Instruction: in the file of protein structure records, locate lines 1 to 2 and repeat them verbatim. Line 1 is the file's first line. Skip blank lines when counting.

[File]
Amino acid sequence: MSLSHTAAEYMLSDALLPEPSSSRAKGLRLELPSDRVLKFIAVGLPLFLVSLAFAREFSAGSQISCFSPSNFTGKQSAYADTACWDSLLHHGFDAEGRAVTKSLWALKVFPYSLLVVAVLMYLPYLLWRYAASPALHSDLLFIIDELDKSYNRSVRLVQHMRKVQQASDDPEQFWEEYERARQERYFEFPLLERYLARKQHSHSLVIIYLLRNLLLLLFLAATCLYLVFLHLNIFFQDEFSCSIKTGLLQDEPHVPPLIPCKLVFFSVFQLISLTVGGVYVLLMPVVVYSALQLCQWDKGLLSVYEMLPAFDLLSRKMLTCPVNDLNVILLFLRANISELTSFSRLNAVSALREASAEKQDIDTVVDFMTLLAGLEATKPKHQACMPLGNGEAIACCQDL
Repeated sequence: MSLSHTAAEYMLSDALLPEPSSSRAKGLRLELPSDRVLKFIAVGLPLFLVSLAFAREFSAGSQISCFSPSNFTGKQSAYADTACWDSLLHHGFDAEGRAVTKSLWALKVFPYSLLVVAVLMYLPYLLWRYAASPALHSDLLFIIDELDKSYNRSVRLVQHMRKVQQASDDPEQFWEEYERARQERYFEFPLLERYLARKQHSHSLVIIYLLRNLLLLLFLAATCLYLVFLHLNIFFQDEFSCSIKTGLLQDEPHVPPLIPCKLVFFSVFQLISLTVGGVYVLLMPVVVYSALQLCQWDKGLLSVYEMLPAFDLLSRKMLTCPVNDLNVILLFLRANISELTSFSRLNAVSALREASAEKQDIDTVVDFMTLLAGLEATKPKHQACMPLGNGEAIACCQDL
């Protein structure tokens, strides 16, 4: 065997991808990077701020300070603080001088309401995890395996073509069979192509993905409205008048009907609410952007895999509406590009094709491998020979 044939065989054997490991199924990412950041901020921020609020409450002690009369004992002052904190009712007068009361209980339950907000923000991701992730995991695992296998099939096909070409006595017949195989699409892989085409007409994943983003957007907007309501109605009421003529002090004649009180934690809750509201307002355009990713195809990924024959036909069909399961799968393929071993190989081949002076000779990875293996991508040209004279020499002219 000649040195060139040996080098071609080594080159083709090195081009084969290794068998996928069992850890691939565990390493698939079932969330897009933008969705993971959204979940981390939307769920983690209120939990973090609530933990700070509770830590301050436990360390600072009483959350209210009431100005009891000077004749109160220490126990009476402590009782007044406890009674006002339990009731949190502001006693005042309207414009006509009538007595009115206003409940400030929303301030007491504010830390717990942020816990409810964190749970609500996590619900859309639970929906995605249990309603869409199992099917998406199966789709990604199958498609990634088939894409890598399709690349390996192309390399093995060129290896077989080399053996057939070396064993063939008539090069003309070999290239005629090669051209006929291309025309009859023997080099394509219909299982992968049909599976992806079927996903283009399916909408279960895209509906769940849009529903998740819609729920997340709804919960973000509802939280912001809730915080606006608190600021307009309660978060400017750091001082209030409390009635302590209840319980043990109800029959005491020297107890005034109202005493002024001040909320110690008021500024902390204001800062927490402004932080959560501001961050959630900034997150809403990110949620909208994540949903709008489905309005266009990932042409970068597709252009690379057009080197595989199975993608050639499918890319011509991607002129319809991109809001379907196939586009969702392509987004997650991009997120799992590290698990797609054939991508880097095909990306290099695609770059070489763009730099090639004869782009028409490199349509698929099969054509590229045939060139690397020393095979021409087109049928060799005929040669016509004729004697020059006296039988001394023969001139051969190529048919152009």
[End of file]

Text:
Amino acid sequence: MSLSHTAAEYMLSDALLPEPSSSRAKGLRLELPSDRVLKFIAVGLPLFLVSLAFAREFSAGSQISCFSPSNFTGKQSAYADTACWDSLLHHGFDAEGRAVTKSLWALKVFPYSLLVVAVLMYLPYLLWRYAASPALHSDLLFIIDELDKSYNRSVRLVQHMRKVQQASDDPEQFWEEYERARQERYFEFPLLERYLARKQHSHSLVIIYLLRNLLLLLFLAATCLYLVFLHLNIFFQDEFSCSIKTGLLQDEPHVPPLIPCKLVFFSVFQLISLTVGGVYVLLMPVVVYSALQLCQWDKGLLSVYEMLPAFDLLSRKMLTCPVNDLNVILLFLRANISELTSFSRLNAVSALREASAEKQDIDTVVDFMTLLAGLEATKPKHQACMPLGNGEAIACCQDL
Repeated sequence: MSLSHTAAEYMLSDALLPEPSSSRAKGLRLELPSDRVLKFIAVGLPLFLVSLAFAREFSAGSQISCFSPSNFTGKQSAYADTACWDSLLHHGFDAEGRAVTKSLWALKVFPYSLLVVAVLMYLPYLLWRYAASPALHSDLLFIIDELDKSYNRSVRLVQHMRKVQQASDDPEQFWEEYERARQERYFEFPLLERYLARKQHSHSLVIIYLLRNLLLLLFLAATCLYLVFLHLNIFFQDEFSCSIKTGLLQDEPHVPPLIPCKLVFFSVFQLISLTVGGVYVLLMPVVVYSALQLCQWDKGLLSVYEMLPAFDLLSRKMLTCPVNDLNVILLFLRANISELTSFSRLNAVSALREASAEKQDIDTVVDFMTLLAGLEATKPKHQACMPLGNGEAIACCQDL